Data breaches are an ever-growing danger as our world becomes increasingly digitized. That’s why it’s of paramount importance for companies storing sensitive information to have the strongest security possible against cybercrimes. Unfortunately, it still happens time and again: lax security measures allow individuals’ and companies’ information to be compromised, threatening their financial security and identity.
The 2020 ransomware attack against Blackbaud is particularly distressing, because it impacted numerous foundations and healthcare organizations that store people’s medical records and contact information. The situation was made potentially worse, because the cloud software company waited months to publicly announce the data breach – leaving many customers in the dark and unable to act immediately to protect their information. A list of organizations affected by the breach can be found here.
In a ransomware attack, cybercriminals infiltrate a company’s system, lock down and make copies of sensitive data, and charge a ransom to give it back. Blackbaud’s announcement explains that it managed to prevent the cybercriminal from blocking system access and fully encrypting files. However, the hackers were able to steal a copy of some data from Blackbaud’s self-hosted environment. Blackbaud paid the ransom to have the copy removed and destroyed.
The attack occurred between February and May 2020 and affected several nonprofits and healthcare companies, including California-based Enloe Medical Center. While Blackbaud claims that the cybercriminal did not access social security numbers or credit card or bank account information, personal information including names, contact information, and medical records were compromised. And while the company says there is no reason to believe the data was misused or made publicly available, there is still much uncertainty about the breach.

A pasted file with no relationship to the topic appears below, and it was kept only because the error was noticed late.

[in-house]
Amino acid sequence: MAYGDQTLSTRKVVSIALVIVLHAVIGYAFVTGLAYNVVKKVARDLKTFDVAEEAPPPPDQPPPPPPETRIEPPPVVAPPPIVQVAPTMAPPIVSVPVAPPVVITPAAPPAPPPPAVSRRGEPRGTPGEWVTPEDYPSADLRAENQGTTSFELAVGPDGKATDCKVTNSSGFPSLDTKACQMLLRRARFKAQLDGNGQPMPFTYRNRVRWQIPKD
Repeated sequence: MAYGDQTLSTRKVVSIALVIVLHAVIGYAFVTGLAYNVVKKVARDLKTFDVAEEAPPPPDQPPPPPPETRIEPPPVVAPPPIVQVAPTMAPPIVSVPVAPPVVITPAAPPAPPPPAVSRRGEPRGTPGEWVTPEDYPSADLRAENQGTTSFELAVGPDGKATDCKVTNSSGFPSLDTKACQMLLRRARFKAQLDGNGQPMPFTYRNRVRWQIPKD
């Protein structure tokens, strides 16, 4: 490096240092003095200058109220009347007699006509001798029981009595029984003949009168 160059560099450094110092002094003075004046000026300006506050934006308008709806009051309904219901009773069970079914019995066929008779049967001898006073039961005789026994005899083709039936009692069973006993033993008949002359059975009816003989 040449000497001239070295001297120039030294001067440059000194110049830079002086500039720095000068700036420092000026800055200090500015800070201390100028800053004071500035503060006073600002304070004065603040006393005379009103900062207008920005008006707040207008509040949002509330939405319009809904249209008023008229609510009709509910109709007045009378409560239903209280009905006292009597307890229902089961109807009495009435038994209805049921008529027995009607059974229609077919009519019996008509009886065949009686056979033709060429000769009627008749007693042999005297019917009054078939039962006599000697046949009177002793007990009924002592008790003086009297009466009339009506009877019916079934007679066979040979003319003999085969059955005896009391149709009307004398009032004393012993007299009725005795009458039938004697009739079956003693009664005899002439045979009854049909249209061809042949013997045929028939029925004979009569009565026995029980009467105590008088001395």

We at CaseyGerry take companies to task when they allow hackers to compromise the security of the people and companies that trusted them. Our adversaries have been some of the largest corporations in the world. Firm partner Gayle M. Blatt served on the Executive Committee in a class action against Yahoo! concerning three separate data breaches, a case that in July 2019 received preliminary approval of a $117 million settlement. Additionally, Gayle helped lead the $15 million class action against Sony Computer Entertainment America involving a breach that violated users’ privacy rights and exposed them to the risk of identity theft. Our firm stands up to negligent companies – no matter how big and powerful they are – because they must take responsibility for their actions.
The lawyers at CaseyGerry have been successfully representing injured plaintiffs for more than 70 years. If you received a notice that your organization’s information may have been compromised in the Blackbaud data breach, contact us for free, no-obligation consultation to discuss protecting your legal rights, or submit an inquiry here.